coagulopathy


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coagulopathy

 [ko-ag″u-lop´ah-the]
any disorder of blood coagulation.
consumption coagulopathy disseminated intravascular coagulation.
Miller-Keane Encyclopedia and Dictionary of Medicine, Nursing, and Allied Health, Seventh Edition. © 2003 by Saunders, an imprint of Elsevier, Inc. All rights reserved.

co·ag·u·lop·a·thy

(kō'ag-yū-lop'ă-thē),
A disease affecting the coagulability of the blood.
Farlex Partner Medical Dictionary © Farlex 2012

coagulopathy

Hematology A clotting defect in which bleeding does not stop in the usual time period Etiology Hemophilia, drug-induced defects–eg, aspirin, thrombocytopenia, liver disease, Von Willebrand's disease. See Consumption coagulopathy, DIC, Leukemic coagulopathy.
McGraw-Hill Concise Dictionary of Modern Medicine. © 2002 by The McGraw-Hill Companies, Inc.

co·ag·u·lop·a·thy

(kō-ag'yū-lop'ă-thē)
A disease affecting the coagulability of the blood.
Medical Dictionary for the Health Professions and Nursing © Farlex 2012

Coagulopathy

A disorder in which blood is either too slow or too quick to coagulate (clot).
Mentioned in: Cerebral Palsy
Gale Encyclopedia of Medicine. Copyright 2008 The Gale Group, Inc. All rights reserved.
References in periodicals archive ?
(1,2,6) Moreover, many cases of SHL are related to coagulopathy. Congenital abnormalities, such as hemophilia or vitamin K deficiency; poor general conditions, such as hypotension or sepsis and antiplatelet drugs like non-steroidal anti-inflammatory drugs can cause coagulopathy.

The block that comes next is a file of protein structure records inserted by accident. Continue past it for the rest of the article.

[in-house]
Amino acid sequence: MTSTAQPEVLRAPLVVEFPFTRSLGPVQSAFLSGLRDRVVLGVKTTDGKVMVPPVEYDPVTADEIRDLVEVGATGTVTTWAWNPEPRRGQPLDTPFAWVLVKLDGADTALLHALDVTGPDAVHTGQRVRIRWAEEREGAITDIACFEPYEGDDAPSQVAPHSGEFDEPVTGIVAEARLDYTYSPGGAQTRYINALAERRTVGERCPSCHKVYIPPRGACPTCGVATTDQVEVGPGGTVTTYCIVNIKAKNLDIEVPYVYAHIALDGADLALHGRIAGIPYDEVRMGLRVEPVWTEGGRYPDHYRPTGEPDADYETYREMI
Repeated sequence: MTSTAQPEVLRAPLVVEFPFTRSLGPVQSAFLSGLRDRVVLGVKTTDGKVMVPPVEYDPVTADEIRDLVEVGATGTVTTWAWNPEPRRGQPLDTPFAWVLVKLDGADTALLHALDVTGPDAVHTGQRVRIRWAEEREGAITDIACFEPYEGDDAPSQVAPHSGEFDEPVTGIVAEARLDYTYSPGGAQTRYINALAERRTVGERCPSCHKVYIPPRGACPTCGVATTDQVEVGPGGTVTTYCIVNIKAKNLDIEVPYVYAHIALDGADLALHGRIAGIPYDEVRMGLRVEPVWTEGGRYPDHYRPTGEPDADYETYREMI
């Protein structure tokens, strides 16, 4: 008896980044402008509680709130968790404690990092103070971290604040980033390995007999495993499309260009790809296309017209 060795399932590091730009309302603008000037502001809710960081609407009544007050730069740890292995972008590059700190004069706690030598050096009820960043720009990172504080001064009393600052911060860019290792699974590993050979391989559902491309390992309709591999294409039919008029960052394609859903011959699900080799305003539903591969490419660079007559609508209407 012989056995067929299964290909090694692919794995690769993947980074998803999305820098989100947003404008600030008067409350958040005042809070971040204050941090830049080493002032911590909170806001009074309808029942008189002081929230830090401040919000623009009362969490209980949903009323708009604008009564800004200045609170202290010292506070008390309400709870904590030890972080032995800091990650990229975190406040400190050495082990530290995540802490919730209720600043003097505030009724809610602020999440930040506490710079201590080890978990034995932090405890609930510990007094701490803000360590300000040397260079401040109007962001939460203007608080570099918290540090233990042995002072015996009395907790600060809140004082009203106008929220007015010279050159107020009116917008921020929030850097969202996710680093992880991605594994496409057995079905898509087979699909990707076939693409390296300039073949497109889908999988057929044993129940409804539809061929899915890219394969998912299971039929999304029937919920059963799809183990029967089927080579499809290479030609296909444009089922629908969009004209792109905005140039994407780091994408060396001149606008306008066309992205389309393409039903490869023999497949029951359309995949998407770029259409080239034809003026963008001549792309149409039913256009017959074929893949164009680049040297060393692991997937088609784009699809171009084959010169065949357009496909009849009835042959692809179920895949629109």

Coagulopathy in critically ill patients: part 1: platelet disorders.
There are several contraindications of ESWL treatment including pregnancy, an untreated urinary tract infection/urosepsis, decompensated coagulopathy, uncontrolled arrhythmia, and an abdominal aortic aneurysm >4.0 cm.[2]
The patient required large volumes of blood products for resuscitation despite lack of laboratory evidence of coagulopathy.
The mechanisms causing thrombocytopenia in viper envenomation include vasculitis, sequestration of platelets in inflammed tissue, and consumption of platelets with potentiated development of intravascular disseminated coagulopathy (DIC).
Health care providers should consider vitamin K-dependent coagulopathy in patients with unexplained bleeding and reported or suspected synthetic cannabinoid use.
The baseline characteristics collected for both groups included age, gender, weight, height, serum creatinine, and past medical history of stroke and/or coagulopathy. Information on oral anticoagulation was also collected, including medication, indication, dose, dosing regimen, and appropriateness assessed based on the patient's age, indication, and renal function.
Clinical condition of the patient should be looked into and in case of coagulopathy, one can go ahead and deliver the baby adopting an aggressive approach.
Fresh Frozen Plasma is frequently transfused to patients with mild to moderate elevations in Prothrombin Time (PT) under the twin assumptions that these tests imply a coagulopathy and that FFP transfusion will correct the coagulopathy.
We present herein a case of HLH in a premature infant presenting with disseminated intravascular coagulopathy (DIC) and liver failure.
As shown in Table 3 thrombocytopenia (platelets < 50 billion/L) or coagulopathy, active hemorrhage and end stage liver disease (INR > 1.5) were the frequently observed absolute contraindications that potentially prevent patients to receive thromboprophylaxis.
After the coagulopathy improved and the patient stabilized, lumbar puncture was performed with administration of intrathecal chemotherapy.